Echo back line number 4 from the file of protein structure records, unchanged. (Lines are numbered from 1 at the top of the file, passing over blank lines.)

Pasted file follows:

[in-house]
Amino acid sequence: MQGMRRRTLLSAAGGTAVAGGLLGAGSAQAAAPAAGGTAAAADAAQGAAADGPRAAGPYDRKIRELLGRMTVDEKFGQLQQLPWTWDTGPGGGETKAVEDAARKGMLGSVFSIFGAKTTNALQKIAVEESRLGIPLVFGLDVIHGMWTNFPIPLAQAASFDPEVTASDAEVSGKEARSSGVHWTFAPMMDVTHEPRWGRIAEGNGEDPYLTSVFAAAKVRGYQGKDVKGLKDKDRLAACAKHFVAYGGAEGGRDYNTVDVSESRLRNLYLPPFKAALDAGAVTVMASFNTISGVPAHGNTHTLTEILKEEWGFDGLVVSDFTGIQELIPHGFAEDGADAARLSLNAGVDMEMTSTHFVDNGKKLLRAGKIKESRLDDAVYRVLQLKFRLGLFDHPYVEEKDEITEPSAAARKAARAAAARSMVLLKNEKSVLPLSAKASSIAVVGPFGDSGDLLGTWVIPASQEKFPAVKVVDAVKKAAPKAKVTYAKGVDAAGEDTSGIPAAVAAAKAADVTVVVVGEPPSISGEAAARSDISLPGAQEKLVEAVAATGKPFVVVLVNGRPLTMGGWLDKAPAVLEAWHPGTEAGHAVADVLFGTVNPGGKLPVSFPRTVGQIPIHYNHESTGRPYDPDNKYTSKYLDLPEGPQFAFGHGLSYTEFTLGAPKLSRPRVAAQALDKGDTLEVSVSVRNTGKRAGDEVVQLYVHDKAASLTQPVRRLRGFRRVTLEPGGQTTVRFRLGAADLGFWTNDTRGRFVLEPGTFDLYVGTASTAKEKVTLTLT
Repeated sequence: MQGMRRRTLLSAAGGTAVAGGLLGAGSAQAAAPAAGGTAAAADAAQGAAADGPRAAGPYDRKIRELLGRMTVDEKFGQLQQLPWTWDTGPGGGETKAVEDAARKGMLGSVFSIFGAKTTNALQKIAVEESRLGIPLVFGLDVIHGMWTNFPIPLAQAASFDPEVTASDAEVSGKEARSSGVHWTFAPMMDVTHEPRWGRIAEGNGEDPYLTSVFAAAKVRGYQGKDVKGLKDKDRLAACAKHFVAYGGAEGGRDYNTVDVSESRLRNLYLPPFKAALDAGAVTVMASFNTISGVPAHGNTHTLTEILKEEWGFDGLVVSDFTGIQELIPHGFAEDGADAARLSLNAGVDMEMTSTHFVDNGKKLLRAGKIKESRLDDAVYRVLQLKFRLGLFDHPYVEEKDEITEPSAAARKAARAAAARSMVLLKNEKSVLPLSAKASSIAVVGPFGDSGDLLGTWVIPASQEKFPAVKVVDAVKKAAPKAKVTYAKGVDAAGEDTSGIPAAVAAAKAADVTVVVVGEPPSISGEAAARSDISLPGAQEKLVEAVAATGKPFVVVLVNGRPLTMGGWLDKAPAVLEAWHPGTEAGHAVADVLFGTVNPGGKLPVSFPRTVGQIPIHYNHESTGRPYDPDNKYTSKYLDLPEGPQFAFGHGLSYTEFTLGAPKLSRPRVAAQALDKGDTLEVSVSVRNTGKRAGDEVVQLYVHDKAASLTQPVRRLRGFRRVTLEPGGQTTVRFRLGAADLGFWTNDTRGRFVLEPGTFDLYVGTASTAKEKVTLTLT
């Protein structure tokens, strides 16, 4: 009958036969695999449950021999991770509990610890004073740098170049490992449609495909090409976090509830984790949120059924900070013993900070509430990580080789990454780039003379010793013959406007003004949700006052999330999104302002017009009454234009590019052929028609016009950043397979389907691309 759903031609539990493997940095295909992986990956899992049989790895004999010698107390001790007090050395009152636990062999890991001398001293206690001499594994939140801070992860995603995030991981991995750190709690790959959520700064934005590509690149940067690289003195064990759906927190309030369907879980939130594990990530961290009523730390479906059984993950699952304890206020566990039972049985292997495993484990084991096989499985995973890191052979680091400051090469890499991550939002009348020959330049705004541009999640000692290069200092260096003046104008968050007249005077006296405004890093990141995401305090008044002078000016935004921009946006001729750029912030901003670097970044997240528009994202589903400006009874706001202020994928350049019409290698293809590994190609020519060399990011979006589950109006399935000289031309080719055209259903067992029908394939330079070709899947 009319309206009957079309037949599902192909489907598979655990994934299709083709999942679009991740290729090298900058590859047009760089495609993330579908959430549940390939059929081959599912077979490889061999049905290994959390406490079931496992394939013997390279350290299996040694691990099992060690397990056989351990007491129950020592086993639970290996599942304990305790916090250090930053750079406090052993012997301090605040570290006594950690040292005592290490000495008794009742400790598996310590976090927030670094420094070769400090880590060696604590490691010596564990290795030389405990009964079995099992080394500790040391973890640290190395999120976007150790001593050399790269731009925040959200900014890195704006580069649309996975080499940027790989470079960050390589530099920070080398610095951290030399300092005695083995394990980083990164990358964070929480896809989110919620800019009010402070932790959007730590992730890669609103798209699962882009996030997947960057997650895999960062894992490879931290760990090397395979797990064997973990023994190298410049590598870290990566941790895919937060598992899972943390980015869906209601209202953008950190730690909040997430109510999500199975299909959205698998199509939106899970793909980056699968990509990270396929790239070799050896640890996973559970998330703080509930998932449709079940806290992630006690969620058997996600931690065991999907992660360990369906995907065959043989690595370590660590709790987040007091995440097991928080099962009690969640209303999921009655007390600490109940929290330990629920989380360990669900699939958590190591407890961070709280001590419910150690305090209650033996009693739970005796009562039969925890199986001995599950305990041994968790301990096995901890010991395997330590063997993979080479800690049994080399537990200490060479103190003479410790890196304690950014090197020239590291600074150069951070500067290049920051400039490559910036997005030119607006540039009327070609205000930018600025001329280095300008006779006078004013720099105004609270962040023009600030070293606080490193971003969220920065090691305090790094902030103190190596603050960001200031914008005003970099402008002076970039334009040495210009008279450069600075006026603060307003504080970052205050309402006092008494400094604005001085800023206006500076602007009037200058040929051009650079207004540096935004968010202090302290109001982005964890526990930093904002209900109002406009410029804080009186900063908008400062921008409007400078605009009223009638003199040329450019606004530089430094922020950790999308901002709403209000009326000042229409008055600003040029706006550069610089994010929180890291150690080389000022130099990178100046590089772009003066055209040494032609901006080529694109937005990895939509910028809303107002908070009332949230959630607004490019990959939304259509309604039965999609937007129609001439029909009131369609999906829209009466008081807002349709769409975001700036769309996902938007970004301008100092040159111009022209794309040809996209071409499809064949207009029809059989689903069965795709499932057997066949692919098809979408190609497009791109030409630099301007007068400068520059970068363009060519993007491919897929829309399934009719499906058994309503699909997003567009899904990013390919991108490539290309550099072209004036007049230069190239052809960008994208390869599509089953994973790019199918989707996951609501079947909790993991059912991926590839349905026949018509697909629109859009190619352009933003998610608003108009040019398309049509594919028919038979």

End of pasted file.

């Protein structure tokens, strides 16, 4: 009958036969695999449950021999991770509990610890004073740098170049490992449609495909090409976090509830984790949120059924900070013993900070509430990580080789990454780039003379010793013959406007003004949700006052999330999104302002017009009454234009590019052929028609016009950043397979389907691309 759903031609539990493997940095295909992986990956899992049989790895004999010698107390001790007090050395009152636990062999890991001398001293206690001499594994939140801070992860995603995030991981991995750190709690790959959520700064934005590509690149940067690289003195064990759906927190309030369907879980939130594990990530961290009523730390479906059984993950699952304890206020566990039972049985292997495993484990084991096989499985995973890191052979680091400051090469890499991550939002009348020959330049705004541009999640000692290069200092260096003046104008968050007249005077006296405004890093990141995401305090008044002078000016935004921009946006001729750029912030901003670097970044997240528009994202589903400006009874706001202020994928350049019409290698293809590994190609020519060399990011979006589950109006399935000289031309080719055209259903067992029908394939330079070709899947 009319309206009957079309037949599902192909489907598979655990994934299709083709999942679009991740290729090298900058590859047009760089495609993330579908959430549940390939059929081959599912077979490889061999049905290994959390406490079931496992394939013997390279350290299996040694691990099992060690397990056989351990007491129950020592086993639970290996599942304990305790916090250090930053750079406090052993012997301090605040570290006594950690040292005592290490000495008794009742400790598996310590976090927030670094420094070769400090880590060696604590490691010596564990290795030389405990009964079995099992080394500790040391973890640290190395999120976007150790001593050399790269731009925040959200900014890195704006580069649309996975080499940027790989470079960050390589530099920070080398610095951290030399300092005695083995394990980083990164990358964070929480896809989110919620800019009010402070932790959007730590992730890669609103798209699962882009996030997947960057997650895999960062894992490879931290760990090397395979797990064997973990023994190298410049590598870290990566941790895919937060598992899972943390980015869906209601209202953008950190730690909040997430109510999500199975299909959205698998199509939106899970793909980056699968990509990270396929790239070799050896640890996973559970998330703080509930998932449709079940806290992630006690969620058997996600931690065991999907992660360990369906995907065959043989690595370590660590709790987040007091995440097991928080099962009690969640209303999921009655007390600490109940929290330990629920989380360990669900699939958590190591407890961070709280001590419910150690305090209650033996009693739970005796009562039969925890199986001995599950305990041994968790301990096995901890010991395997330590063997993979080479800690049994080399537990200490060479103190003479410790890196304690950014090197020239590291600074150069951070500067290049920051400039490559910036997005030119607006540039009327070609205000930018600025001329280095300008006779006078004013720099105004609270962040023009600030070293606080490193971003969220920065090691305090790094902030103190190596603050960001200031914008005003970099402008002076970039334009040495210009008279450069600075006026603060307003504080970052205050309402006092008494400094604005001085800023206006500076602007009037200058040929051009650079207004540096935004968010202090302290109001982005964890526990930093904002209900109002406009410029804080009186900063908008400062921008409007400078605009009223009638003199040329450019606004530089430094922020950790999308901002709403209000009326000042229409008055600003040029706006550069610089994010929180890291150690080389000022130099990178100046590089772009003066055209040494032609901006080529694109937005990895939509910028809303107002908070009332949230959630607004490019990959939304259509309604039965999609937007129609001439029909009131369609999906829209009466008081807002349709769409975001700036769309996902938007970004301008100092040159111009022209794309040809996209071409499809064949207009029809059989689903069965795709499932057997066949692919098809979408190609497009791109030409630099301007007068400068520059970068363009060519993007491919897929829309399934009719499906058994309503699909997003567009899904990013390919991108490539290309550099072209004036007049230069190239052809960008994208390869599509089953994973790019199918989707996951609501079947909790993991059912991926590839349905026949018509697909629109859009190619352009933003998610608003108009040019398309049509594919028919038979």